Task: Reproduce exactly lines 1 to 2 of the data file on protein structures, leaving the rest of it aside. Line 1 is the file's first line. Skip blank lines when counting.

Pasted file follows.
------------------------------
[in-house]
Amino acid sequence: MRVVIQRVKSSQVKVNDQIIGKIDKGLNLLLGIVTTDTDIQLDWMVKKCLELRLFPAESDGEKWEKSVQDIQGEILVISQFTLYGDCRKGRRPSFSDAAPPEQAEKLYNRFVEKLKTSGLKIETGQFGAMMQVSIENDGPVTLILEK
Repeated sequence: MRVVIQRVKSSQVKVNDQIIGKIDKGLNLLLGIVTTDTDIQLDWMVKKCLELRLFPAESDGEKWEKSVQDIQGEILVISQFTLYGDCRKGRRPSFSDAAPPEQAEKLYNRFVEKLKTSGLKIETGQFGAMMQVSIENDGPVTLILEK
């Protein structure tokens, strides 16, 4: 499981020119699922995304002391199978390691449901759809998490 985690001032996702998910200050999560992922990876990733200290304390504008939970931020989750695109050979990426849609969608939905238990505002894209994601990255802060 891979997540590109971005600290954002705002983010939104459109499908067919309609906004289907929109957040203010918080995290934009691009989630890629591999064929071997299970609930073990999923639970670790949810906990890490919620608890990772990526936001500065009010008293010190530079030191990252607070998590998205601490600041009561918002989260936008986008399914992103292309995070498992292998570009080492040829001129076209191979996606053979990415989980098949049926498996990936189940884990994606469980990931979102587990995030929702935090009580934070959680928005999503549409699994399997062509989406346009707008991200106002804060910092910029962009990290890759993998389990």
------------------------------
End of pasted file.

[in-house]
Amino acid sequence: MRVVIQRVKSSQVKVNDQIIGKIDKGLNLLLGIVTTDTDIQLDWMVKKCLELRLFPAESDGEKWEKSVQDIQGEILVISQFTLYGDCRKGRRPSFSDAAPPEQAEKLYNRFVEKLKTSGLKIETGQFGAMMQVSIENDGPVTLILEK